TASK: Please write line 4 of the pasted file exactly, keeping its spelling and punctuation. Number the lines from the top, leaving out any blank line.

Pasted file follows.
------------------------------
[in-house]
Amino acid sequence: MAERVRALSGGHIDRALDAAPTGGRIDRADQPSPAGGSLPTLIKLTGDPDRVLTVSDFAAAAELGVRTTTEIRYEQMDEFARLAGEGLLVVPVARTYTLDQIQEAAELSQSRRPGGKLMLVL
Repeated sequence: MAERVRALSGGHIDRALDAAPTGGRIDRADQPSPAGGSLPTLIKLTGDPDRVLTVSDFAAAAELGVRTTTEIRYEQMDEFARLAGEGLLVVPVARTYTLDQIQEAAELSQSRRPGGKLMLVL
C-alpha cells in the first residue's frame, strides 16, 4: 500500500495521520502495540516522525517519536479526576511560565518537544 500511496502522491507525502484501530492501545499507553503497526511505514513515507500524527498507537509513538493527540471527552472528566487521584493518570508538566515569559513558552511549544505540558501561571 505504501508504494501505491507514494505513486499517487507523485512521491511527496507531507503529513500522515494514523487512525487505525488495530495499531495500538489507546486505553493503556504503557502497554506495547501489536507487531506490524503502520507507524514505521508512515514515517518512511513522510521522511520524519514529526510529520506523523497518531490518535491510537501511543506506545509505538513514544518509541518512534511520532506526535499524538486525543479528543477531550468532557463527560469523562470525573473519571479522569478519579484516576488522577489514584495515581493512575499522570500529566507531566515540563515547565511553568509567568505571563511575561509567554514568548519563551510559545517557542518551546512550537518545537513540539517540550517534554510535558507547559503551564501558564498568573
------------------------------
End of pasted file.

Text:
C-alpha cells in the first residue's frame, strides 16, 4: 500500500495521520502495540516522525517519536479526576511560565518537544 500511496502522491507525502484501530492501545499507553503497526511505514513515507500524527498507537509513538493527540471527552472528566487521584493518570508538566515569559513558552511549544505540558501561571 505504501508504494501505491507514494505513486499517487507523485512521491511527496507531507503529513500522515494514523487512525487505525488495530495499531495500538489507546486505553493503556504503557502497554506495547501489536507487531506490524503502520507507524514505521508512515514515517518512511513522510521522511520524519514529526510529520506523523497518531490518535491510537501511543506506545509505538513514544518509541518512534511520532506526535499524538486525543479528543477531550468532557463527560469523562470525573473519571479522569478519579484516576488522577489514584495515581493512575499522570500529566507531566515540563515547565511553568509567568505571563511575561509567554514568548519563551510559545517557542518551546512550537518545537513540539517540550517534554510535558507547559503551564501558564498568573